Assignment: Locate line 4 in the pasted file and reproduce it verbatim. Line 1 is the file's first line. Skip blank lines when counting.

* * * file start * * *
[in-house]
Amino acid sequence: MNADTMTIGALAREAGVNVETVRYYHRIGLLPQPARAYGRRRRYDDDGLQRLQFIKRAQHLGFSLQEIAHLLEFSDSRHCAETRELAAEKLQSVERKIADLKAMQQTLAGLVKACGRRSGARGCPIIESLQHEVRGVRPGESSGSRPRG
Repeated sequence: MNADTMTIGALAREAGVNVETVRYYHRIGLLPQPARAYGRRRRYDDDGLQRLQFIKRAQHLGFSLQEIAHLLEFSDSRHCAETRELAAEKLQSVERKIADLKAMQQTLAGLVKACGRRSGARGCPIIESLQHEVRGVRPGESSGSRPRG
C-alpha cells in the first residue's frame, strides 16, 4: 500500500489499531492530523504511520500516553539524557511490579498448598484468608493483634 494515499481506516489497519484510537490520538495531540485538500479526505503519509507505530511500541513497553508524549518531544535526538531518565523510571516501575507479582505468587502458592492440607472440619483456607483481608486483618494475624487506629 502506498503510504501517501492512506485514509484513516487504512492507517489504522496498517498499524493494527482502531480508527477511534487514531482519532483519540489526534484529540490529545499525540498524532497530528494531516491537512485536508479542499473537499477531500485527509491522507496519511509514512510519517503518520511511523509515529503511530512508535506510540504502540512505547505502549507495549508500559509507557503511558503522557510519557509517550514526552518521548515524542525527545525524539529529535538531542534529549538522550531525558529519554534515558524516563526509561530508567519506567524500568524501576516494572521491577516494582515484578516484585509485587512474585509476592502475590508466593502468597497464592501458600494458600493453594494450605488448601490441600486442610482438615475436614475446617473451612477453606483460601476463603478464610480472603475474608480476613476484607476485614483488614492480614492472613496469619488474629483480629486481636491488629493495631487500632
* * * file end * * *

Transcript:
C-alpha cells in the first residue's frame, strides 16, 4: 500500500489499531492530523504511520500516553539524557511490579498448598484468608493483634 494515499481506516489497519484510537490520538495531540485538500479526505503519509507505530511500541513497553508524549518531544535526538531518565523510571516501575507479582505468587502458592492440607472440619483456607483481608486483618494475624487506629 502506498503510504501517501492512506485514509484513516487504512492507517489504522496498517498499524493494527482502531480508527477511534487514531482519532483519540489526534484529540490529545499525540498524532497530528494531516491537512485536508479542499473537499477531500485527509491522507496519511509514512510519517503518520511511523509515529503511530512508535506510540504502540512505547505502549507495549508500559509507557503511558503522557510519557509517550514526552518521548515524542525527545525524539529529535538531542534529549538522550531525558529519554534515558524516563526509561530508567519506567524500568524501576516494572521491577516494582515484578516484585509485587512474585509476592502475590508466593502468597497464592501458600494458600493453594494450605488448601490441600486442610482438615475436614475446617473451612477453606483460601476463603478464610480472603475474608480476613476484607476485614483488614492480614492472613496469619488474629483480629486481636491488629493495631487500632